Philip Stanhope Quotes


I look upon indolence as a sort of suicide; for the man is effectually destroyed though the appetites of the brute may survive.

Persist and persevere and you will find most things that are attainable possible.

A novel must be exceptionally good to live as long as the average cat.

Any affectation whatsoever in dress implies in my mind a flaw in the understanding.

The rich are always advising the poor but the poor seldom return the compliment.

Knowledge of the world in only to be acquired in the world and not in a closet.

The world is a country which nobody ever yet knew by description; one must travel through it one's self to be acquainted with it.

To have frequent recourse to narrative betrays great want of imagination.

Whoever is in a hurry shows that the thing he is about is too big for him.

Swift speedy time feathered with flying hours Dissolves the beauty of the fairest brow.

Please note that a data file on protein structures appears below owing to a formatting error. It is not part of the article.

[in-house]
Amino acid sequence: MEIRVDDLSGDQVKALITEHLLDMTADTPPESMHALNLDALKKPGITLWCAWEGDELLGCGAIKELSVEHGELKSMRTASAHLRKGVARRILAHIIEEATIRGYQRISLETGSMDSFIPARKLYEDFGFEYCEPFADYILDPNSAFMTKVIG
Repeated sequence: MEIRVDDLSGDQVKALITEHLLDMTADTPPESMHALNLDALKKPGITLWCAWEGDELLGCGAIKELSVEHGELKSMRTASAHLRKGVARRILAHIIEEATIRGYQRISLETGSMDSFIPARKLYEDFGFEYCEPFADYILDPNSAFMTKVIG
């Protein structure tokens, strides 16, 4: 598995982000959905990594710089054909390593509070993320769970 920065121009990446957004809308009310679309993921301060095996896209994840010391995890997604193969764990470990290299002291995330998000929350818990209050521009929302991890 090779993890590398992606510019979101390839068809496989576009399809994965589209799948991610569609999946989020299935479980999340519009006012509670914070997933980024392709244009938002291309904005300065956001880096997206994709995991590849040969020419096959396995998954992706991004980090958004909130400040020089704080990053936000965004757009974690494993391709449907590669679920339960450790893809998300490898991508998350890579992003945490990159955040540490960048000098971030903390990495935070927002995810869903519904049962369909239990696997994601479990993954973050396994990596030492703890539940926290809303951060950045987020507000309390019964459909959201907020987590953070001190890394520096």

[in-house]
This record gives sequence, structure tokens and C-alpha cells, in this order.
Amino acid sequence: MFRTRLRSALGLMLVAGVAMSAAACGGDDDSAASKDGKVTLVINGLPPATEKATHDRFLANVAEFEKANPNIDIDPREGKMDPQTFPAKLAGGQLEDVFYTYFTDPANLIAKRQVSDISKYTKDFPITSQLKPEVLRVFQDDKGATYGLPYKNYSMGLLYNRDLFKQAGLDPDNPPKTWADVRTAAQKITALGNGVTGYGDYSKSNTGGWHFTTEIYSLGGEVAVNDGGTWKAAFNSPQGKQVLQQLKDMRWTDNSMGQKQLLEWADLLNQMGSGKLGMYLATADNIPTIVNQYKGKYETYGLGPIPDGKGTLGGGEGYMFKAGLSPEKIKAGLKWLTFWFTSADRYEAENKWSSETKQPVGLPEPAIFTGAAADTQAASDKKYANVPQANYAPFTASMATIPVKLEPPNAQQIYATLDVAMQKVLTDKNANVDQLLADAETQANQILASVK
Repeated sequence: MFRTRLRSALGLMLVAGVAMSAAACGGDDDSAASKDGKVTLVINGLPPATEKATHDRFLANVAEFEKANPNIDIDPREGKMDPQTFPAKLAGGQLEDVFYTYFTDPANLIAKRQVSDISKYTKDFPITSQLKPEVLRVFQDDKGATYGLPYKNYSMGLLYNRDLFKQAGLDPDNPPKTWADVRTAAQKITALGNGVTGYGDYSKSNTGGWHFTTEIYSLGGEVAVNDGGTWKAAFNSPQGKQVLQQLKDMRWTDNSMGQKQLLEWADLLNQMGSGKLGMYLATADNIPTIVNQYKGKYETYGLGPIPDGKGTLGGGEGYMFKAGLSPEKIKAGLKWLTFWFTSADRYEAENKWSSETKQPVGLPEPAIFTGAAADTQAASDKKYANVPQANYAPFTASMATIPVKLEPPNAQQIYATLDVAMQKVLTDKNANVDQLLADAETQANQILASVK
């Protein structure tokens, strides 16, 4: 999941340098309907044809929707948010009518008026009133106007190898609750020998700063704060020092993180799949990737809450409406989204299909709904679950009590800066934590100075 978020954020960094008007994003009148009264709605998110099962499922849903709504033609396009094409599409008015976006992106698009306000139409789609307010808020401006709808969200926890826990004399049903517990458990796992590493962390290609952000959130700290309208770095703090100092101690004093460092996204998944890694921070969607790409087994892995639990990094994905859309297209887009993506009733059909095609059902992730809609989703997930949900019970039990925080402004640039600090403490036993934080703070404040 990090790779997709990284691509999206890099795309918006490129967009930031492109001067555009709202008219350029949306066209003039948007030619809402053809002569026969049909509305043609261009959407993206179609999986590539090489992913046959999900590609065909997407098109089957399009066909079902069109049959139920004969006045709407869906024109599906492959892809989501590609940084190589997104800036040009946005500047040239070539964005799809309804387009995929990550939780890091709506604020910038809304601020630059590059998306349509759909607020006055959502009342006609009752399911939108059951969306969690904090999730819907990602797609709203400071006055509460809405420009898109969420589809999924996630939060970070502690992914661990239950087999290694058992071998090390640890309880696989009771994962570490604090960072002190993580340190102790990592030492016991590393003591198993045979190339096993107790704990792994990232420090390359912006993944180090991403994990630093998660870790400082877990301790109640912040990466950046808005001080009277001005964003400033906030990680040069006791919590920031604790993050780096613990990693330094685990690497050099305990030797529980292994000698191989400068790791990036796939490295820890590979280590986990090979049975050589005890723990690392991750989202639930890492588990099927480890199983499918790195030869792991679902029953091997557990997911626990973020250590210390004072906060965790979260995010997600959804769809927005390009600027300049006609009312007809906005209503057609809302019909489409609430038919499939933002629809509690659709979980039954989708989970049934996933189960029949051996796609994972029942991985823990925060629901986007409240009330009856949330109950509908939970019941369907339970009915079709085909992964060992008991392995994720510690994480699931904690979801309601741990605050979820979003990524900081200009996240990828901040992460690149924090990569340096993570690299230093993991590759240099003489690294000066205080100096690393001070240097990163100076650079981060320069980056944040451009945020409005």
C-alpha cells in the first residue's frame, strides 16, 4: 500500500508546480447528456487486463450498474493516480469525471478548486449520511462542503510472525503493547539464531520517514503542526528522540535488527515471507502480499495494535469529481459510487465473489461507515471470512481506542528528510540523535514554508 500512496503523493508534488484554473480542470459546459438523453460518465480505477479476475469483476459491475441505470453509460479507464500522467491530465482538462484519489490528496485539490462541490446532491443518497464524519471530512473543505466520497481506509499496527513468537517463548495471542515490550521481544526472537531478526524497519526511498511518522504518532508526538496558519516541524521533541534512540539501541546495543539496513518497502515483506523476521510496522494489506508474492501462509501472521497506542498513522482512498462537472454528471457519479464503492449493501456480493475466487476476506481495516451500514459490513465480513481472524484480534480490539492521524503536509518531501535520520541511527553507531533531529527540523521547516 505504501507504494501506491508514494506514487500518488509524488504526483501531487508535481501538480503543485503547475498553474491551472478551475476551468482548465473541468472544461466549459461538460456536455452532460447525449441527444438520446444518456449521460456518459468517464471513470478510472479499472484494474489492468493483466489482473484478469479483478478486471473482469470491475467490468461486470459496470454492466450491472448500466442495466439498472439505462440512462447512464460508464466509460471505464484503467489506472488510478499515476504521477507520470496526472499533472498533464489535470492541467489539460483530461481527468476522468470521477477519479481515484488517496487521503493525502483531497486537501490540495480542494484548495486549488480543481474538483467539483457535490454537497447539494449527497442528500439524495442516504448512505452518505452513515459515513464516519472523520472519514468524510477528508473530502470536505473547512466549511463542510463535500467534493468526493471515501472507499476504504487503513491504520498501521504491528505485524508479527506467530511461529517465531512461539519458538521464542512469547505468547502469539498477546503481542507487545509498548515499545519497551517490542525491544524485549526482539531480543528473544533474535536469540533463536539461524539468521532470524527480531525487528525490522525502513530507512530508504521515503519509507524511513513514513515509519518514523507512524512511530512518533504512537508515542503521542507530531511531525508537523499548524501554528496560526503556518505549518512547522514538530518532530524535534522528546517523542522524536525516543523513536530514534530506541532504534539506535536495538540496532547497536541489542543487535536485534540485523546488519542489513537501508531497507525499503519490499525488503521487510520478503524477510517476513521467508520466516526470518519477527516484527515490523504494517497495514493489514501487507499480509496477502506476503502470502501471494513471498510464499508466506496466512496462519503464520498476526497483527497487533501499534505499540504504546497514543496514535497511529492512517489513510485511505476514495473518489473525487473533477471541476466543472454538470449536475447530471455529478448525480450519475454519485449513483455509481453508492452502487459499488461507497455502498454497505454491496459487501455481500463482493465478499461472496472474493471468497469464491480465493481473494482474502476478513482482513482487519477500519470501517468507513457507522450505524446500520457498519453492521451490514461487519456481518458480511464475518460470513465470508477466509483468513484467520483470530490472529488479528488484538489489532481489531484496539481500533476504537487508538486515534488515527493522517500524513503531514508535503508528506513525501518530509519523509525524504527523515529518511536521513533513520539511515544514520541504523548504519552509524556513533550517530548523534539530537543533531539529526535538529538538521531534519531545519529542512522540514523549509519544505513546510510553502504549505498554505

Every man becomes to a certain degree what the people he generally converses with are.

In the mass of mankind I fear there is too great a majority of fools and knaves; who singly from their number must to a certain degree be respected though they are by no means respectable.

In matters of religion and matrimony I never give any advice; because I will not have anybody's torments in this world or the next laid to my charge.

As fathers commonly go it is seldom a misfortune to be fatherless; and considering the general run of sons as seldom a misfortune to be childless.

Custom has made dancing sometimes necessary for a young man; therefore mind it while you learn it that you may learn to do it well and not be ridiculous though in a ridiculous act.

Let your enemies be disarmed by the gentleness of your manner but at the same time let them feel the steadiness of your resentment.

The only solid and lasting peace between a man and his wife is doubtless a separation.

It is always right to detect a fraud and to perceive a folly; but it is very often wrong to expose either. A man of business should always have his eyes open but must often seem to have them shut.

Sex: the pleasure is momentary the position ridiculous and the expense damnable.

A young man be his merit what it will can never raise himself; but must like the ivy round the oak twine himself round some man of great power and interest.

Idleness is only the refuge of weak minds.

A wise man will live as much within his wit as within his income.